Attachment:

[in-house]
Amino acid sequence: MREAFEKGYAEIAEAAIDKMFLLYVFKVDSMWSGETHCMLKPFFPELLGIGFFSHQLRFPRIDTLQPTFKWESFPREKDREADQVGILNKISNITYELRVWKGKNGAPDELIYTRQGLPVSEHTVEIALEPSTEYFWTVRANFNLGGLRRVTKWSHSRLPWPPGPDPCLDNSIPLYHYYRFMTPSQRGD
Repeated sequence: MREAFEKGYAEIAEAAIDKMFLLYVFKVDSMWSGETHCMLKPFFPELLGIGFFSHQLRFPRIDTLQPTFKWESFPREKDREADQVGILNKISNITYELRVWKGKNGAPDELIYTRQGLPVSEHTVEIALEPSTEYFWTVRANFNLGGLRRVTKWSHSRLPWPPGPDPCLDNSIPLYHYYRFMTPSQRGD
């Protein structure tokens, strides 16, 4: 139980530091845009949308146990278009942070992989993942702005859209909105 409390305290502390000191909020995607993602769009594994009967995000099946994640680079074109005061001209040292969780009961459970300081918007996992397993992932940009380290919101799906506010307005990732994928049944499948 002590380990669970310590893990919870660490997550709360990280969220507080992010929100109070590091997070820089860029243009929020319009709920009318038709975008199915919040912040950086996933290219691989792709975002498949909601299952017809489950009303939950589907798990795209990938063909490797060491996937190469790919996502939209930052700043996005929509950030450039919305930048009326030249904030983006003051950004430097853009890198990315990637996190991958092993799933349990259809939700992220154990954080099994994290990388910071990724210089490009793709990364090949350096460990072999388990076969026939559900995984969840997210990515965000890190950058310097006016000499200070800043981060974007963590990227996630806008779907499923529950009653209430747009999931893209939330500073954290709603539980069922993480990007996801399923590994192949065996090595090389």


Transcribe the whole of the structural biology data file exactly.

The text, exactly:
[in-house]
Amino acid sequence: MREAFEKGYAEIAEAAIDKMFLLYVFKVDSMWSGETHCMLKPFFPELLGIGFFSHQLRFPRIDTLQPTFKWESFPREKDREADQVGILNKISNITYELRVWKGKNGAPDELIYTRQGLPVSEHTVEIALEPSTEYFWTVRANFNLGGLRRVTKWSHSRLPWPPGPDPCLDNSIPLYHYYRFMTPSQRGD
Repeated sequence: MREAFEKGYAEIAEAAIDKMFLLYVFKVDSMWSGETHCMLKPFFPELLGIGFFSHQLRFPRIDTLQPTFKWESFPREKDREADQVGILNKISNITYELRVWKGKNGAPDELIYTRQGLPVSEHTVEIALEPSTEYFWTVRANFNLGGLRRVTKWSHSRLPWPPGPDPCLDNSIPLYHYYRFMTPSQRGD
């Protein structure tokens, strides 16, 4: 139980530091845009949308146990278009942070992989993942702005859209909105 409390305290502390000191909020995607993602769009594994009967995000099946994640680079074109005061001209040292969780009961459970300081918007996992397993992932940009380290919101799906506010307005990732994928049944499948 002590380990669970310590893990919870660490997550709360990280969220507080992010929100109070590091997070820089860029243009929020319009709920009318038709975008199915919040912040950086996933290219691989792709975002498949909601299952017809489950009303939950589907798990795209990938063909490797060491996937190469790919996502939209930052700043996005929509950030450039919305930048009326030249904030983006003051950004430097853009890198990315990637996190991958092993799933349990259809939700992220154990954080099994994290990388910071990724210089490009793709990364090949350096460990072999388990076969026939559900995984969840997210990515965000890190950058310097006016000499200070800043981060974007963590990227996630806008779907499923529950009653209430747009999931893209939330500073954290709603539980069922993480990007996801399923590994192949065996090595090389």